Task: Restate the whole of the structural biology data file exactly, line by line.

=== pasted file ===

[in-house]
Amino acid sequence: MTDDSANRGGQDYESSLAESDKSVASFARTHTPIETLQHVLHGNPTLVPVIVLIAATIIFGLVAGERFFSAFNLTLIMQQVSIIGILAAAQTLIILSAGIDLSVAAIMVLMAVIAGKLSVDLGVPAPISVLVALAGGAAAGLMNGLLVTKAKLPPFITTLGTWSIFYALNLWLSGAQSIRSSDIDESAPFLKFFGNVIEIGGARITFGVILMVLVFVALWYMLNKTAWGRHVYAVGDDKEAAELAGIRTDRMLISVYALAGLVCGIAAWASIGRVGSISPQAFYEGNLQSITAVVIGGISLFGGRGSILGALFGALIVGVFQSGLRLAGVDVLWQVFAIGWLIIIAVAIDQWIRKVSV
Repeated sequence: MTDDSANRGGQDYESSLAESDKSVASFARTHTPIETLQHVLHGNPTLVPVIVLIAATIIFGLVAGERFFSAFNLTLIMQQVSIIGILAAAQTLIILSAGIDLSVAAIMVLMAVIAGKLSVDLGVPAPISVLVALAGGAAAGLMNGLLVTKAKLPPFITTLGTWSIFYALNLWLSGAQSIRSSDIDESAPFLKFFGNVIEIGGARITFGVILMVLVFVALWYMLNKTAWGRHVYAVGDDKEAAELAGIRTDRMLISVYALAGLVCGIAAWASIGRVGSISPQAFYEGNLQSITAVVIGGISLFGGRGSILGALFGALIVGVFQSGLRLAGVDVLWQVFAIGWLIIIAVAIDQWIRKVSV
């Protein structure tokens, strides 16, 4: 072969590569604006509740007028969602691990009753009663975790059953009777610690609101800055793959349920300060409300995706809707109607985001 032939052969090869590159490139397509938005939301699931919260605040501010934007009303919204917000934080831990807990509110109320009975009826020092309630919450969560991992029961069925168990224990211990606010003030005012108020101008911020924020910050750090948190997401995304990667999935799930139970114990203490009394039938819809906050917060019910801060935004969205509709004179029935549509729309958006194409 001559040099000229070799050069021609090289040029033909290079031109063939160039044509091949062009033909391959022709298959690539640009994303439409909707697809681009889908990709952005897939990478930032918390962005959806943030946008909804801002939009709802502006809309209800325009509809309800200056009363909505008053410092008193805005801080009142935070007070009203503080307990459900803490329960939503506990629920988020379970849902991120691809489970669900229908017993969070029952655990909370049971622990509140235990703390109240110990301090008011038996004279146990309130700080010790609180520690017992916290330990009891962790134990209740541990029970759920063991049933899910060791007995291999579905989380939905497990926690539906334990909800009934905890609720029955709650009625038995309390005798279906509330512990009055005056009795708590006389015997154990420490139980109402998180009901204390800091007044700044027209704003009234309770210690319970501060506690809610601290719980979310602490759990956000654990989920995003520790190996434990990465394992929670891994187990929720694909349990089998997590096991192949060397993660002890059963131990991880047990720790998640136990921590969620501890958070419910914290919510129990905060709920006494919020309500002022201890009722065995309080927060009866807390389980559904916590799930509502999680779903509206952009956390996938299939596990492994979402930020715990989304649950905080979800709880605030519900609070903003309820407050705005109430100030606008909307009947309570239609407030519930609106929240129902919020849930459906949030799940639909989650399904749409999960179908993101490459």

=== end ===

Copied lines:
[in-house]
Amino acid sequence: MTDDSANRGGQDYESSLAESDKSVASFARTHTPIETLQHVLHGNPTLVPVIVLIAATIIFGLVAGERFFSAFNLTLIMQQVSIIGILAAAQTLIILSAGIDLSVAAIMVLMAVIAGKLSVDLGVPAPISVLVALAGGAAAGLMNGLLVTKAKLPPFITTLGTWSIFYALNLWLSGAQSIRSSDIDESAPFLKFFGNVIEIGGARITFGVILMVLVFVALWYMLNKTAWGRHVYAVGDDKEAAELAGIRTDRMLISVYALAGLVCGIAAWASIGRVGSISPQAFYEGNLQSITAVVIGGISLFGGRGSILGALFGALIVGVFQSGLRLAGVDVLWQVFAIGWLIIIAVAIDQWIRKVSV
Repeated sequence: MTDDSANRGGQDYESSLAESDKSVASFARTHTPIETLQHVLHGNPTLVPVIVLIAATIIFGLVAGERFFSAFNLTLIMQQVSIIGILAAAQTLIILSAGIDLSVAAIMVLMAVIAGKLSVDLGVPAPISVLVALAGGAAAGLMNGLLVTKAKLPPFITTLGTWSIFYALNLWLSGAQSIRSSDIDESAPFLKFFGNVIEIGGARITFGVILMVLVFVALWYMLNKTAWGRHVYAVGDDKEAAELAGIRTDRMLISVYALAGLVCGIAAWASIGRVGSISPQAFYEGNLQSITAVVIGGISLFGGRGSILGALFGALIVGVFQSGLRLAGVDVLWQVFAIGWLIIIAVAIDQWIRKVSV
């Protein structure tokens, strides 16, 4: 072969590569604006509740007028969602691990009753009663975790059953009777610690609101800055793959349920300060409300995706809707109607985001 032939052969090869590159490139397509938005939301699931919260605040501010934007009303919204917000934080831990807990509110109320009975009826020092309630919450969560991992029961069925168990224990211990606010003030005012108020101008911020924020910050750090948190997401995304990667999935799930139970114990203490009394039938819809906050917060019910801060935004969205509709004179029935549509729309958006194409 001559040099000229070799050069021609090289040029033909290079031109063939160039044509091949062009033909391959022709298959690539640009994303439409909707697809681009889908990709952005897939990478930032918390962005959806943030946008909804801002939009709802502006809309209800325009509809309800200056009363909505008053410092008193805005801080009142935070007070009203503080307990459900803490329960939503506990629920988020379970849902991120691809489970669900229908017993969070029952655990909370049971622990509140235990703390109240110990301090008011038996004279146990309130700080010790609180520690017992916290330990009891962790134990209740541990029970759920063991049933899910060791007995291999579905989380939905497990926690539906334990909800009934905890609720029955709650009625038995309390005798279906509330512990009055005056009795708590006389015997154990420490139980109402998180009901204390800091007044700044027209704003009234309770210690319970501060506690809610601290719980979310602490759990956000654990989920995003520790190996434990990465394992929670891994187990929720694909349990089998997590096991192949060397993660002890059963131990991880047990720790998640136990921590969620501890958070419910914290919510129990905060709920006494919020309500002022201890009722065995309080927060009866807390389980559904916590799930509502999680779903509206952009956390996938299939596990492994979402930020715990989304649950905080979800709880605030519900609070903003309820407050705005109430100030606008909307009947309570239609407030519930609106929240129902919020849930459906949030799940639909989650399904749409999960179908993101490459």